Advisors and consultants Luxury Hotels


Girlahead realises she did not finish her Brussels bonanza, and bonanza it was. After relishing staying right in Antwerp’s glorious botanic garden, integral with the stunning Botanic Sanctuary hotel and spa, it seemed appropriate to look at Brussels’ botanic garden. As one might expect, this is bigger than Antwerp’s, but definitely less well-thought out and tended. As one Brussels friend warned, by the way, don’t go there at night.

Not IN the Brussels garden but right next to it is a shiny glass tower, 21 floors of it (it’s visible behind greenery to the left of the image above). This houses The Hoxton Brussels, an Ennismore hotel. The tower opened as IBM headquarters in 1974. It then housed Belgium’s federal police before evolving to hospitality.  Now owned by Baltisse, it has 198 bedrooms, unfortunately in 1970s retro style, on floors 13-21 of the building, with co-working and offices taking up the rest of the space.

Girlahead was assigned #1309, a ‘superior’ room, and, being that category,  10 metres  long (good thing as all rooms are only three metres wide). . This did allow for an okay bathroom, though the deliberately-pink chinaware had one of those washbasins with no flat surfaces on its surround. There was a big bed, a jutting-from wall table-desk with Roberts radio, and seating. A handled paper bag offered basic breakfast delivery (as at Munich Forum when this Brussels building was born).

Check-in was at ground level but then you go down 17 wood stairs to the elevators, and a jovial all- day bar-restaurant on the ground floor). There was no fitness centre so Girlahead perambulated in the park, making sure she could always see at least two separate groups of people. Then it was back for dinner, in the lower-level Cantina Valentina. Places were set with side-plate sized orange and white Mexican china, and rough non-shiny cutlery, the standard considerably elevated by pink damask Fili d’Oro linens – which complemented the Rumeurs Rosé Provence L’Escarelle 2022. Ordered items came quickly, brought by anyone, a  barman here, a girl in own-clothes there, always smiling and near-running rather than walking.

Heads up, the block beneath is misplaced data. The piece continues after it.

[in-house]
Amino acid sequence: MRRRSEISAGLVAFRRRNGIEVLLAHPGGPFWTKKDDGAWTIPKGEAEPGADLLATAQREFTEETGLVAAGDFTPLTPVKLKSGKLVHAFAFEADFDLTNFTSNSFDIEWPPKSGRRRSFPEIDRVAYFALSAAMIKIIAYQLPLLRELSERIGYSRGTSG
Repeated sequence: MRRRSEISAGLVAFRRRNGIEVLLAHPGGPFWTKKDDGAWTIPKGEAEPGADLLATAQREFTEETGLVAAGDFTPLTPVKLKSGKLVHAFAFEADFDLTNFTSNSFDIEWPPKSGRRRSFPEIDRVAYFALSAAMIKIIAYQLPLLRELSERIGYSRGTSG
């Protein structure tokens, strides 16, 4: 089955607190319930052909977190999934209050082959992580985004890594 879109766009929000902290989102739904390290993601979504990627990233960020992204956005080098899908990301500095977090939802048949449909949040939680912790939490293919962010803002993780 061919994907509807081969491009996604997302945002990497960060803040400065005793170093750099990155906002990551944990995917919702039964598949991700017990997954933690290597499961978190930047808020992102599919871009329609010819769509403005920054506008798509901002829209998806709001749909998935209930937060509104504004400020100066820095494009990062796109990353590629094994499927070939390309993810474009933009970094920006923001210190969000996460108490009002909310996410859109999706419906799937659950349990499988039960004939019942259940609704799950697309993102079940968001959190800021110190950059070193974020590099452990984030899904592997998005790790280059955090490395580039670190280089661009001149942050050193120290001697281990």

Whereas dinner was passable bijou and spicy compositions, main breakfast was, admittedly, a challenge. Set plates only: yoghurt drowning in a sweet sauce, berries and dark brown granola, no omelettes but spicey scrambled. Good points at this hotel included, overall, excellent no-password connectivity, a really willing under-25s workforce mostly wearing mufti and all happy to do anything. A couple of other over-25 guests were, by the way, spied at an otherwise near-empty breakfast.

One of the happy memories of this Ennismore excursion (which may not be repeated, at least as a Hoxton is concerned) was charming drawings on hotel information literature – see below.  Girlahead dropped a note to the GM, Chaim Scheepers, on departure. She wanted to find out about these drawings. But, as they say, answer came there none. Perhaps Mr S does not exist.